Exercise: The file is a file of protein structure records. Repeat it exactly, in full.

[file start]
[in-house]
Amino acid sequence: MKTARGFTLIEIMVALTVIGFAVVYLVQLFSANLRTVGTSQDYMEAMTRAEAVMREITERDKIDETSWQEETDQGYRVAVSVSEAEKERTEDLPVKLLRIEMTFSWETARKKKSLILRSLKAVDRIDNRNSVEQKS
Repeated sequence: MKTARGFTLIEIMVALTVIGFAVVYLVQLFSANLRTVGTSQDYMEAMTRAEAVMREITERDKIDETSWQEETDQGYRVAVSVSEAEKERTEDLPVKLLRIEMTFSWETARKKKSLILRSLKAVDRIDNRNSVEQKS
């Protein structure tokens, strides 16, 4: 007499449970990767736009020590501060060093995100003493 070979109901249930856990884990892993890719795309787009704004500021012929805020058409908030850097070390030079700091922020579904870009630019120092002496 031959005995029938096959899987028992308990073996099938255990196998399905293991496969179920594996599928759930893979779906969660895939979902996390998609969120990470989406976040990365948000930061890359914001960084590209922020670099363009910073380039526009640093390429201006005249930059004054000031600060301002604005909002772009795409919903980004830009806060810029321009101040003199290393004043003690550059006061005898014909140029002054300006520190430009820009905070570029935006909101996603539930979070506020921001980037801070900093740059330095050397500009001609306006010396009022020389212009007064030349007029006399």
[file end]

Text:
[in-house]
Amino acid sequence: MKTARGFTLIEIMVALTVIGFAVVYLVQLFSANLRTVGTSQDYMEAMTRAEAVMREITERDKIDETSWQEETDQGYRVAVSVSEAEKERTEDLPVKLLRIEMTFSWETARKKKSLILRSLKAVDRIDNRNSVEQKS
Repeated sequence: MKTARGFTLIEIMVALTVIGFAVVYLVQLFSANLRTVGTSQDYMEAMTRAEAVMREITERDKIDETSWQEETDQGYRVAVSVSEAEKERTEDLPVKLLRIEMTFSWETARKKKSLILRSLKAVDRIDNRNSVEQKS
């Protein structure tokens, strides 16, 4: 007499449970990767736009020590501060060093995100003493 070979109901249930856990884990892993890719795309787009704004500021012929805020058409908030850097070390030079700091922020579904870009630019120092002496 031959005995029938096959899987028992308990073996099938255990196998399905293991496969179920594996599928759930893979779906969660895939979902996390998609969120990470989406976040990365948000930061890359914001960084590209922020670099363009910073380039526009640093390429201006005249930059004054000031600060301002604005909002772009795409919903980004830009806060810029321009101040003199290393004043003690550059006061005898014909140029002054300006520190430009820009905070570029935006909101996603539930979070506020921001980037801070900093740059330095050397500009001609306006010396009022020389212009007064030349007029006399």